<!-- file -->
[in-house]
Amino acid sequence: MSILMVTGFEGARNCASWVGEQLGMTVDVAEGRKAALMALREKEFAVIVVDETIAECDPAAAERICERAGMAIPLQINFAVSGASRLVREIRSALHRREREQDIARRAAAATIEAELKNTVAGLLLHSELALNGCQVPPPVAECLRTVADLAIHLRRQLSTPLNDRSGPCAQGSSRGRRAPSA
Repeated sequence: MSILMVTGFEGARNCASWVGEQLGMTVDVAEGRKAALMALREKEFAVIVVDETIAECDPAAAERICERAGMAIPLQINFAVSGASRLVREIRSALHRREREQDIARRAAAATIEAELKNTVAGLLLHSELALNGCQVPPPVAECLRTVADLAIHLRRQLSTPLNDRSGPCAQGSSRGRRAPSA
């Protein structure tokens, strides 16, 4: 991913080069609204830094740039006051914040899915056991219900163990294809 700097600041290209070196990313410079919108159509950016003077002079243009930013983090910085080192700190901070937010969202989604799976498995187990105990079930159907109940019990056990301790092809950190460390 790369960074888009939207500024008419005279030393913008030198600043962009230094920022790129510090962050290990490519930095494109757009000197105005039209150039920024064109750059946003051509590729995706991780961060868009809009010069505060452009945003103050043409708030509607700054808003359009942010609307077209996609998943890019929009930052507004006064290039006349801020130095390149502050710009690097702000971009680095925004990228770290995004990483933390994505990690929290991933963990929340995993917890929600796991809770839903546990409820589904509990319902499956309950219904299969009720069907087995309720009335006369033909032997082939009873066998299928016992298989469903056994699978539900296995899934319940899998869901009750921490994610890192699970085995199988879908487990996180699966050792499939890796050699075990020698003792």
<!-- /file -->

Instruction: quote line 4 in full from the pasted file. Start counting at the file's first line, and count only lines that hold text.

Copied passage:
């Protein structure tokens, strides 16, 4: 991913080069609204830094740039006051914040899915056991219900163990294809 700097600041290209070196990313410079919108159509950016003077002079243009930013983090910085080192700190901070937010969202989604799976498995187990105990079930159907109940019990056990301790092809950190460390 790369960074888009939207500024008419005279030393913008030198600043962009230094920022790129510090962050290990490519930095494109757009000197105005039209150039920024064109750059946003051509590729995706991780961060868009809009010069505060452009945003103050043409708030509607700054808003359009942010609307077209996609998943890019929009930052507004006064290039006349801020130095390149502050710009690097702000971009680095925004990228770290995004990483933390994505990690929290991933963990929340995993917890929600796991809770839903546990409820589904509990319902499956309950219904299969009720069907087995309720009335006369033909032997082939009873066998299928016992298989469903056994699978539900296995899934319940899998869901009750921490994610890192699970085995199988879908487990996180699966050792499939890796050699075990020698003792």